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LONDON-London underwriters may be using new arbitration clauses soon to reflect a new British arbitration law.

This weeklaw has taken years to come to fruition since it was first decided to draft a new one to incorporate the 1985 Model Law on International Commercial Arbitrations recommended by the U.N. Commission on International Trade Law.

After a few failed attempts, Court of Appeals judge Lord Justice Saville headed a committee that drafted the law, which received Royal Assent last June. He worked closely with Lord Woolf's review of civil litigation to make sure arbitral rules and procedures would be consistent with Lord Woolf's suggestions (see related story).

The law, said Lord Justice Saville just after it was passed last year, attempts to "restate the law of arbitration in simple English, adopting a logical format which proceeds from arbitration agreements through the appointment of arbitrators, the conduct of the proceedings, to awards."

One of the biggest changes that will affect ceding companies and reinsurers is the choice of law arbitrators can use, summed up Jonathan Sacher, partner in London-based law firm Paisner & Co.

Until now, only English law could govern arbitrations in the United Kingdom, he said. However, under the new law, the "honorable engagement clause" used in reinsurance contracts is recognized, which allows the arbitration to be decided in accordance with the law the parties choose or, if the parties agree, in accordance with "such other considerations as are agreed by them or determined by the (arbitration) tribunal."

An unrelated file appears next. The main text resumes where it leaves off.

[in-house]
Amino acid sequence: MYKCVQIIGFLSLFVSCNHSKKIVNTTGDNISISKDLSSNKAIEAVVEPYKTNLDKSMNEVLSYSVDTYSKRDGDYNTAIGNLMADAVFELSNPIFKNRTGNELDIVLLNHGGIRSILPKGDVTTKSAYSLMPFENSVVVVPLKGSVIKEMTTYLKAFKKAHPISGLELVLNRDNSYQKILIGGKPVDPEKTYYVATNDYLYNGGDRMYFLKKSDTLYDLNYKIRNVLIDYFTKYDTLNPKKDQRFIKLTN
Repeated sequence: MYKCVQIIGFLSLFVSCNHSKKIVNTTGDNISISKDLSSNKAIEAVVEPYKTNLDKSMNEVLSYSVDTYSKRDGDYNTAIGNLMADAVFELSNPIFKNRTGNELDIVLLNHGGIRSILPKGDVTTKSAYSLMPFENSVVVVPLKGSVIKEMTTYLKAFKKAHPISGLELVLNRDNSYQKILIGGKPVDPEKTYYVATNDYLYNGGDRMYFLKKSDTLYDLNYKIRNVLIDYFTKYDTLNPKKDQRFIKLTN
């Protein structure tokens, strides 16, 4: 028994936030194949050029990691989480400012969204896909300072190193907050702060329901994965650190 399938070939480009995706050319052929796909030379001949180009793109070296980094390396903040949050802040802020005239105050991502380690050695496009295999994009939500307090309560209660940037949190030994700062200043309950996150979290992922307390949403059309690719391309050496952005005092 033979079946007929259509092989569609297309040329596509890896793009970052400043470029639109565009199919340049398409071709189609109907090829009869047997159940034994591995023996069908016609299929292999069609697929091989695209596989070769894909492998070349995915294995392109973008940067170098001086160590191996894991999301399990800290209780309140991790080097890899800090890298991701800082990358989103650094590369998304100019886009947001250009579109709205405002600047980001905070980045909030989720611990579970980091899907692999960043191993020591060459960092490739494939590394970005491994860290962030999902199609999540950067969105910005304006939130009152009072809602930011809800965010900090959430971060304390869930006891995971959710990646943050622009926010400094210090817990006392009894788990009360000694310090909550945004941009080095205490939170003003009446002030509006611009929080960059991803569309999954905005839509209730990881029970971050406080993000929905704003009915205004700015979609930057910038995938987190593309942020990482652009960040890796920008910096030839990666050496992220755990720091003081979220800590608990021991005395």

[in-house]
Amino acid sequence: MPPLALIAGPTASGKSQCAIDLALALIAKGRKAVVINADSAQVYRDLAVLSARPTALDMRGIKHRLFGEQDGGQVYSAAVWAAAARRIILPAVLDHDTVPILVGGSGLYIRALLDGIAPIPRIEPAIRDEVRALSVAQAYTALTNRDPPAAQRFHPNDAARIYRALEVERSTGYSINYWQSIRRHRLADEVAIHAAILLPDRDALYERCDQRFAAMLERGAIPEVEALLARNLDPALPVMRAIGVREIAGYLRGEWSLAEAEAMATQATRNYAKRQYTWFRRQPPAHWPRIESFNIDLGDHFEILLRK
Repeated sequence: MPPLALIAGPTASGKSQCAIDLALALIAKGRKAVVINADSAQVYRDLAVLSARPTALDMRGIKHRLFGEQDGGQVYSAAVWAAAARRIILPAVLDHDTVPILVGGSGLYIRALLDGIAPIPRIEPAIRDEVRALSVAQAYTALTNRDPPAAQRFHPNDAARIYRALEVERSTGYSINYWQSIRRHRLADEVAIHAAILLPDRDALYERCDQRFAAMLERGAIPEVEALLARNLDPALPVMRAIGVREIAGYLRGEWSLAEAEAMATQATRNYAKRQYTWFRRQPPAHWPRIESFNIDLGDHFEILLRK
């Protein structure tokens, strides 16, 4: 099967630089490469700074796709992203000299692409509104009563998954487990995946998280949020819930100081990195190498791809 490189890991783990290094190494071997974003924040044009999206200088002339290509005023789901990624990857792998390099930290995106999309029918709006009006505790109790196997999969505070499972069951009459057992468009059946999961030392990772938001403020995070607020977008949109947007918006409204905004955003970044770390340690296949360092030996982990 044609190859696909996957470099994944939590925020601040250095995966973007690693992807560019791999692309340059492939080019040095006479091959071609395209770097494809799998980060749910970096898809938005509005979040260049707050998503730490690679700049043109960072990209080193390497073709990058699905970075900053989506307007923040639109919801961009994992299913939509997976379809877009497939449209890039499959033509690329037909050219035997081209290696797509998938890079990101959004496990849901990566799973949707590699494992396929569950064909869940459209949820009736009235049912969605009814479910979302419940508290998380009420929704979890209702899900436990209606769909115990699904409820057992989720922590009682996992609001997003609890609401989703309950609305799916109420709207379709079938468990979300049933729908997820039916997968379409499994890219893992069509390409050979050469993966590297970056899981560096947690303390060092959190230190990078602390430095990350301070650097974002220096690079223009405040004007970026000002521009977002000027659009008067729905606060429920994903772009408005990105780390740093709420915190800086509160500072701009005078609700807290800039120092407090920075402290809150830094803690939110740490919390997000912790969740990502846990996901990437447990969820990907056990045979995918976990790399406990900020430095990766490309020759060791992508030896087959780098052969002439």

Arbitrators can agree, for example, that "general principles of justice and fairness" should apply in reaching a judgment, said John Taylor, the British government's corporate and consumer affairs minister.

This means arbitrators can use "commercial business sense" as well as the law when deciding a case, said James Innes, partner at D.J. Freeman.

English law in recent times has refused to recognize honorable engagement clauses, and therefore, they have largely disappeared from treaty wordings. However, "with the new Arbitration Act, it appears that they may be back in favor," Mr. Sacher said. He also said the law recognizes the honorable engagement clauses in old contracts dealing with, for example, longtail liability claims, if the arbitration occurs on or after Jan. 31.

However, Mr. Butler said the law is not retrospective on this issue and only applies to honorable engagement clauses in contracts made after Jan. 31, 1997.

Mr. Taylor also said that the new arbitration law should apply only to arbitrations made "on or after Jan. 31, so that agreements made before then remain undisturbed by the new act."

The choice-of-law issue may lead to an increase in arbitrated cases, Mr. Butler suggested. Because each arbitration tribunal would be allowed to make up its own mind which yardstick to use, each arbitration could have a different result.

Another major change in the law is that parties of international contracts can exclude the right to appeal an arbitration decision in U.K. courts, noted Philip Hertz, solicitor for the insurance group of Clifford Chance. The law omits this appeals exclusion for domestic contracts, however.

This means "arbitration is the final result," which helps clear the courts, as Lord Woolf's recommendations are trying to do, said Mr. Hertz.

Had this law been in place a few years ago, it would have meant much of the Lloyd's of London litigation would not have ended up in court, as many of the cases were appeals on arbitration decisions.